Dunnage is timber used to prevent metal to metal contact between cargo and the ship’s hold or between steel plates and to stop loose items from moving around in the hold during the voyage. Dunnage is a bit of wood, sacking, inflatable rubber bags, in fact, anything which is used to prevent damage to the cargo.
Stowage is an integral part of the loading and is therefore the shipowner’s responsibility unless there is a term in the charter-party transferring it to the charterer. Stowage includes arranging and securing the cargo in such a way as to prevent damage or deterioration to any of the cargo loaded. In addition, materials such as dunnage (wooden planks and timber used to keep bagged cargoes or cases away from the steel hull or to act as a separation between different cargoes), lashing wires, and ropes must be provided to achieve the safety of the cargo and ship. Where loading or discharging is to be carried out at more than one port, the ship must be seaworthy and have a proper trim (draught of the ship forward and aft to allow efficient use of the propeller and rudder) whilst steaming between the interim ports. Some current seaworthy trim clauses render the charterers liable for the costs of ensuring seaworthy trim.
In a tween-decker ships’ cargo compartments other obstructions possible are columns or pillars supporting overhead decks. It is essential to check on the location of such obstructions if intending to use a ship for large, bulky cargo. Some tween-deck ships are fitted with cargo-battens (strips of timber fixed at intervals usually horizontally but very occasionally vertically) along the sides of holds and tween-deck spaces and designed to keep bagged and baled commodities from being damaged by touching the sides of a ship which are invariably wet through condensation and/or slight seepage through microscopic faults in the plating. Cargo-battens also increase ventilation and reduce damage from moisture or sweating. However, they are frequently damaged and have to be removed entirely and stored elsewhere when handling a bulk commodity. Since cargo-battens are expensive to maintain in good condition and it is labor-intensive to keep repairing and removing cargo-battens, it is nowadays unusual to find tramp general-cargo ships fully equipped with this facility. Instead, cargo-nets might be used, but more commonly cargo is protected when necessary by a combination of kraft-paper and other dunnage material fitted sometimes by the crew but more commonly by shore stevedores as loading progresses.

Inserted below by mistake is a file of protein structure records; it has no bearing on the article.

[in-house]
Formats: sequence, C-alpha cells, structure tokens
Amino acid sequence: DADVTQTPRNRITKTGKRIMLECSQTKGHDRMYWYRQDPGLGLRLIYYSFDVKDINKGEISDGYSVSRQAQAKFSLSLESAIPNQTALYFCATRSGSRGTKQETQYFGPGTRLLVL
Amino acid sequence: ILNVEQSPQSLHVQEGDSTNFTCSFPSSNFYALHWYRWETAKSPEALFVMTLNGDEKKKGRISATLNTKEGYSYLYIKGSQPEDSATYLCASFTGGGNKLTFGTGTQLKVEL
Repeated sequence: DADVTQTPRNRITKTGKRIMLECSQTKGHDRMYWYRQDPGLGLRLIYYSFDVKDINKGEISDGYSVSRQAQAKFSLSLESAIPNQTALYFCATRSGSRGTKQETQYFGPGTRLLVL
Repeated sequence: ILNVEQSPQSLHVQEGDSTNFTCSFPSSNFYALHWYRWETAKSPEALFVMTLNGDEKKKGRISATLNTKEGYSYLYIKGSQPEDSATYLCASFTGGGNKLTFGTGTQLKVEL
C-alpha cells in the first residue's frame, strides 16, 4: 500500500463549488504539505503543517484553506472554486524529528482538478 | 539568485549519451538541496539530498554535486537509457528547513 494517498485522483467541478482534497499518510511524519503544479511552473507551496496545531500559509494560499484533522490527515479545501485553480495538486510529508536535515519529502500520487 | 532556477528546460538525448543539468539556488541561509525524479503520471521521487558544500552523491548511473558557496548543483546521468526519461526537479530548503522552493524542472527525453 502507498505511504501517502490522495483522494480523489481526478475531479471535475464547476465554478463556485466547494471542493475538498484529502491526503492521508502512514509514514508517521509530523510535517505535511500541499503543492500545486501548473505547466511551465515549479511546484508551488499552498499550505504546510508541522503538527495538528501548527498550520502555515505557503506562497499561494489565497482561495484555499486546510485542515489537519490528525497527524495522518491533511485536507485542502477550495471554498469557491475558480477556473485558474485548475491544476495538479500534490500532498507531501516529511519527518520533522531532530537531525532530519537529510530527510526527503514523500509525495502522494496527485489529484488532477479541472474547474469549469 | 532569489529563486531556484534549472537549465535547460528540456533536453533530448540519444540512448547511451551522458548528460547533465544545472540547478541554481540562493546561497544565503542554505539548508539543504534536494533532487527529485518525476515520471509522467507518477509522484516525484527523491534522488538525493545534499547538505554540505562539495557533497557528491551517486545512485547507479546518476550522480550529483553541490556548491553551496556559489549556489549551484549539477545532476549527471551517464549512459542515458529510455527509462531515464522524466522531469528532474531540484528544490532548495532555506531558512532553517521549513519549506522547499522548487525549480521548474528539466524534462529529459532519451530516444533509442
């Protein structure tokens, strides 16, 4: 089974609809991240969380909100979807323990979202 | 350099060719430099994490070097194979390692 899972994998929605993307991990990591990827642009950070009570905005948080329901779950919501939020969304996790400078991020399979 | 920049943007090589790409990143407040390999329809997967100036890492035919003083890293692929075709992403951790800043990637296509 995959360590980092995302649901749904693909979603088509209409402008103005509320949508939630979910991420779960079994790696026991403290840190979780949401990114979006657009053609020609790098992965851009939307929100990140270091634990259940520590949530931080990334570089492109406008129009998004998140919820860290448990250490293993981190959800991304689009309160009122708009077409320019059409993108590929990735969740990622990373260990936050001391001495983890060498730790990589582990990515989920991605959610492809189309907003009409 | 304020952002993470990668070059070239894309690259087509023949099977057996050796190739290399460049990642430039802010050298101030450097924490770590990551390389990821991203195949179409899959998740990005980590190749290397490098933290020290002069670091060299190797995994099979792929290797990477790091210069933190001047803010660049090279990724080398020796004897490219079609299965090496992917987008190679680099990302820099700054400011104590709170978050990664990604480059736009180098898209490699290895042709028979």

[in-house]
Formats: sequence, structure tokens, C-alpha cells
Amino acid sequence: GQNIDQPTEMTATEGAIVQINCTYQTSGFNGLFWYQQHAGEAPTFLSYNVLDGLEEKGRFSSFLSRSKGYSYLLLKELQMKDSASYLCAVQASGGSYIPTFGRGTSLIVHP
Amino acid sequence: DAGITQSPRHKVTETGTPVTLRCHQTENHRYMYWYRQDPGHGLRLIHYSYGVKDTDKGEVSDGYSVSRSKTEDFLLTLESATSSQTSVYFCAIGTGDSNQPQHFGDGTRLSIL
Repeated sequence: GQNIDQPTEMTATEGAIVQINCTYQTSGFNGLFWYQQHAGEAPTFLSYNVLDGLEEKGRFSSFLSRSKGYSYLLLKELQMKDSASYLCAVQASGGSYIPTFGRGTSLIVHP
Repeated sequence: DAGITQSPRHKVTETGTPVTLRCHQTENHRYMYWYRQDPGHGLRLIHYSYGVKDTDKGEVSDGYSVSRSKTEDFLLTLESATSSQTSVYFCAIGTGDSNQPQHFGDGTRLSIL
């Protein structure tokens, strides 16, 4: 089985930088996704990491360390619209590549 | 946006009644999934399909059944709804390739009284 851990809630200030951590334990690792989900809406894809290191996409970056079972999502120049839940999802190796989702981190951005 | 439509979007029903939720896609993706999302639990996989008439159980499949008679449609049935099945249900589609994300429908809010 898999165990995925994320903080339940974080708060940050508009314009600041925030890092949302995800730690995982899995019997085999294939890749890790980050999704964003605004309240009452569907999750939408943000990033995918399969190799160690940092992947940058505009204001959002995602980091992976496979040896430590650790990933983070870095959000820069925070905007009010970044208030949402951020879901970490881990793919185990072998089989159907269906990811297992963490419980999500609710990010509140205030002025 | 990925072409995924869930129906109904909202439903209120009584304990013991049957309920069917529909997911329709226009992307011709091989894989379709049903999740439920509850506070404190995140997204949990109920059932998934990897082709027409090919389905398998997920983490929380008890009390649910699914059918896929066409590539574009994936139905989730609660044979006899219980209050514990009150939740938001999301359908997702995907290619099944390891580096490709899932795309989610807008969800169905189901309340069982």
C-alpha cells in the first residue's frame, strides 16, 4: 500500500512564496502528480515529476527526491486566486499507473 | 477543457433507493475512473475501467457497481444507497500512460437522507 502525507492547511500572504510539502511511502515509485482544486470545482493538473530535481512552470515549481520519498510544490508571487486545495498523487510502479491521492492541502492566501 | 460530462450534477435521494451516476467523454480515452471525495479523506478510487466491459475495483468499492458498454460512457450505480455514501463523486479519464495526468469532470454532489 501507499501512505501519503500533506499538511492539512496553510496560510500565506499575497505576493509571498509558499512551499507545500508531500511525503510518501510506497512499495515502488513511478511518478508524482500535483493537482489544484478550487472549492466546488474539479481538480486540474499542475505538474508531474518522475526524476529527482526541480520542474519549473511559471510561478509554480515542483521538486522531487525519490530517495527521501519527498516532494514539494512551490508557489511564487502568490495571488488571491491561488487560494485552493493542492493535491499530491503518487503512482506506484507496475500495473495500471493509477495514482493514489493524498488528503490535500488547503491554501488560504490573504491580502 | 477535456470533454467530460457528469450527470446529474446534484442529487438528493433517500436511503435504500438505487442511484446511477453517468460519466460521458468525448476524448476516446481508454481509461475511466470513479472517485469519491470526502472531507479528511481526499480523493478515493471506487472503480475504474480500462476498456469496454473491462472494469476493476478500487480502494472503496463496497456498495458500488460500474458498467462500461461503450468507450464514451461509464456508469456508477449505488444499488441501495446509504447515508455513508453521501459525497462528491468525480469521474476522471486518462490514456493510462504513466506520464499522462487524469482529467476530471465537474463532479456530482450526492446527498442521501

Dunnage can be of various material but is usually loose wood of various kinds and sizes laid at the bottom of a cargo hold to keep lower-stowed goods clear of bilge water and from obstructing drainage, and also wedged between parts of the cargo to keep the stow secure and safe (e.g. for the carriage of drums). Certain trades traditionally use other, local materials for similar purposes, ‘cargo-mats’ and bamboo, for example, being utilized as dunnage material for the export of bagged rice from South-East Asia.